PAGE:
Ari Levine
    A strangely subversive historical novel about the life, thwarted sexuality, and murder of a now-forgotten historical figure who once dominated Gilded Age New York. The novel's title is meaningful in many different personal and political contexts.

    I knew next to nothing about Andrew Haswell Green's (1820-1903), and his only memorial is a marble bench in a distant corner of Central Park, near Harlem Meer. But, as we learn here, Green was the Robert Moses of his day. He was extremely influential in
    Gumble's Yard - Golden Reviewer
    This book is a historical novel about the life and death of the real-life 19th century lawyer, civic leader and city-planner Andrew Haswell Green the so-called “Father of Greater New York” who developed (among other things) Central Park, the Bronx Zoo and the Metropolitan Museum of Art. His final major act was drawing up the plans for including Brooklyn, Queens and Staten Island in a greater New York – the criticism of which at the time gave this book its title.

    The book opens with Haswell’s murd
    Peter Boyle
    Jun 13, 2021 rated it really liked it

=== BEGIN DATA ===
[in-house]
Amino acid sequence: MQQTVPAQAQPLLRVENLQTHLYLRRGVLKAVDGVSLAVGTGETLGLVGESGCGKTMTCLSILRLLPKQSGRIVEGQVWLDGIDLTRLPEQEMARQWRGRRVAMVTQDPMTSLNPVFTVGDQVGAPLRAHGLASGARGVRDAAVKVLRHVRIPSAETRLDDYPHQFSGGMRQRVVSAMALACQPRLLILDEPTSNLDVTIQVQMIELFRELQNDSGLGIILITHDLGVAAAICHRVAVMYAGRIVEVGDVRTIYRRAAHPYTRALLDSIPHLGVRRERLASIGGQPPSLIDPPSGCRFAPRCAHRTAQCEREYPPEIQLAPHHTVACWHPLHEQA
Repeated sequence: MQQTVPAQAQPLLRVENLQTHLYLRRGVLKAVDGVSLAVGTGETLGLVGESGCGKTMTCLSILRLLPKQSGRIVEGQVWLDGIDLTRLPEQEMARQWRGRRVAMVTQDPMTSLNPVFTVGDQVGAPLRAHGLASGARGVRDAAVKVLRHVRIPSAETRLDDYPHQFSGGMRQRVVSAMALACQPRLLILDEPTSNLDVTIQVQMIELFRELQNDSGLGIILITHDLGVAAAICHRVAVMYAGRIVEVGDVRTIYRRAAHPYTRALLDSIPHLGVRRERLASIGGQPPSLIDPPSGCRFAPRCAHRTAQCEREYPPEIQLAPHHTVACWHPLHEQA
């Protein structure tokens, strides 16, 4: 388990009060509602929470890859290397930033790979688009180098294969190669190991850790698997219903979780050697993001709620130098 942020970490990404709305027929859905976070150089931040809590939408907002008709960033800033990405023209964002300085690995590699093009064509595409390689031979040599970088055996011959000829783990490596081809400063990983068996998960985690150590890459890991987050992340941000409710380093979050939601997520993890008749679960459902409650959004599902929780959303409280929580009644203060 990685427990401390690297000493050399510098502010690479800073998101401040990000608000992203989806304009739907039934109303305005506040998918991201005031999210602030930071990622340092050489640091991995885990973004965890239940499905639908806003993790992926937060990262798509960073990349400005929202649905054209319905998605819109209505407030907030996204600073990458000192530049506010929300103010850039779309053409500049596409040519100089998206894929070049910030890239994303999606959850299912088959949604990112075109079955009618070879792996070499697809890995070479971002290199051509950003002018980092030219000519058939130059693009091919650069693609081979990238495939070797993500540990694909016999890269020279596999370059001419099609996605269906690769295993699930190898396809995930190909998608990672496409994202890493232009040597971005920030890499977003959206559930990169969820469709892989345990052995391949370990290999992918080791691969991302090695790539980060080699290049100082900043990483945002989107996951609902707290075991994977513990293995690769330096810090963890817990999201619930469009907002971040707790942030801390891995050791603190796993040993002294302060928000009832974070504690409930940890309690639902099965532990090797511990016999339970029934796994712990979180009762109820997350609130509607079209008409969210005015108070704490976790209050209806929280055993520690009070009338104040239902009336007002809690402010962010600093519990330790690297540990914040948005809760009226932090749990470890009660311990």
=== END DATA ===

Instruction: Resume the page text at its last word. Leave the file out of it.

This captivating novel focuses on the life of Andrew Haswell Green, the man who is considered "the Father of Greater New York." The story begins with his death, murdered outside his front door by a distressed individual named Cornelius Williams. The book then splits into two narratives. The first takes a look at highlights from Green's life. We learn about his humble beginnings, working on the meagre family farm. In his teens, he is sent to New York to become an apprentice in a general store, in ...more
    Jun 04, 2021 rated it really liked it
    Shelves: lgbt
    Jonathan Lee's The Great Mistake brings into the light the story of the father of Greater New York City, Andrew Green - a man forgotten to history but brought back to life in this bit of historical fiction.

    Andrew Green finds himself cast from his family's farm after an adolescent sexual encounter with another boy in the mid-19th Century. Sent to New York to work as a cashier at a mercantile shop, he meets Samuel Tilden, a man of means who will eventually go on to become the Governor of New York